Stories Behind the Concrete Slabs of Jax: Part II

June 24, 2015 2 comments Open printer friendly version of this article Print Article

Part two of Metro Jacksonville's series that highlights the lost stories behind downtown Jacksonville's surface parking lots.

Pierce-Wall Furniture

Looking down West Forsyth Street from Jefferson Street. This block on fire in November 2014.

The area around the intersection of Broad and West Forsyth Streets developed into a furniture district by the mid-20th century. Major furniture anchors of this district included the Cunningham, E.C. Newsom, Davis, and Pierce-Wall furniture companies. For many years, this block of West Forsyth Street, between Jefferson and Broad Streets, was anchored by the Pierce-Wall Furniture Company. Pierce-Wall was established on January 1, 1929 by William Swepston Wall. Margaret Bazemore was the Treasurer and Robert Bazemore was the Director.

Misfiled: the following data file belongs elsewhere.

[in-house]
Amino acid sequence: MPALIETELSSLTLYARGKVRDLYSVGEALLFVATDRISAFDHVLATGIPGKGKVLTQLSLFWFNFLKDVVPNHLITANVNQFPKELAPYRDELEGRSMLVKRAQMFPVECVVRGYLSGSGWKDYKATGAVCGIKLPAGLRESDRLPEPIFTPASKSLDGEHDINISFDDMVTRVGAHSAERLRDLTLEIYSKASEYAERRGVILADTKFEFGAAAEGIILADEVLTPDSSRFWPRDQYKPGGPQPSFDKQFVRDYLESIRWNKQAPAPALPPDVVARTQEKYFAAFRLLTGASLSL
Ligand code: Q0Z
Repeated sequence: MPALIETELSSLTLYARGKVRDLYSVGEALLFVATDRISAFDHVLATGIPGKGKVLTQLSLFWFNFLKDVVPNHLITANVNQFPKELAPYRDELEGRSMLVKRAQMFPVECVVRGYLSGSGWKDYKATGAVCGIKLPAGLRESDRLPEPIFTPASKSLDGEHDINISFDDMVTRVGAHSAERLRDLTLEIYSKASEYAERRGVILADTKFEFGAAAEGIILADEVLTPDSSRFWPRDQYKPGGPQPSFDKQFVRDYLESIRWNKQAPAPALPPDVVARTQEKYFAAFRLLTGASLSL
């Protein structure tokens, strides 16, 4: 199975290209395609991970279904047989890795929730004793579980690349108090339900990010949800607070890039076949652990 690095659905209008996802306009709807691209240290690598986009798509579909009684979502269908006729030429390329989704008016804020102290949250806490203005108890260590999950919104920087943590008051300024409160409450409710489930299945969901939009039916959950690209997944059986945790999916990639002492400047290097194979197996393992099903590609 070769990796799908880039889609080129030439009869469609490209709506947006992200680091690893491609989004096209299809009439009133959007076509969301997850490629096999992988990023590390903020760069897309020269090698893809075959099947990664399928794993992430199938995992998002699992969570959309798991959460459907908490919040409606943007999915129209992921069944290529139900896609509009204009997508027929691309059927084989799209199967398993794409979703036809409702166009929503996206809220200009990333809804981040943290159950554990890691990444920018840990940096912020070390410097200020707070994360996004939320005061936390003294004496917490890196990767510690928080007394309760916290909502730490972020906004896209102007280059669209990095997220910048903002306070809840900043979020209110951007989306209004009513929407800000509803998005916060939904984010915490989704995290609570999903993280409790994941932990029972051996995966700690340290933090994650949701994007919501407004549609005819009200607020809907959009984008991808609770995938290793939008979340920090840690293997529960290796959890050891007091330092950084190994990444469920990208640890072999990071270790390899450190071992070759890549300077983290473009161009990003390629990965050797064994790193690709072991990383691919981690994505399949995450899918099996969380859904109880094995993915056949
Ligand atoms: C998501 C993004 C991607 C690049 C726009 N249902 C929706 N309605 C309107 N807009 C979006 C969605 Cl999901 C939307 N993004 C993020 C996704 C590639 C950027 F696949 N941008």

One building on this site served as a military jail during the Spanish-American War. During the 1990s, it was decided that the time had come to revitalize this section of downtown through the practice of wholesale demolition. This block was one of many lost. During the 20 years of waiting for revitalization, the block has served as a surface parking lot.  Recently, the foundations of all buildings on this block were removed, in the owner's preparation to sale the site. While the foundations were removed, no one bothered to address the former building edges along the sidewalk. Thus, today, you can walk on Forsyth Street and easily identify where storefront entrances once stood.

Sanborn map of the 600 West Forsyth Street block prior to Pierce-Wall taking over most of it.

Pierce-Wall Furniture Company block in 2015

Stories Behind the Concrete Slabs of Jax - Part 1

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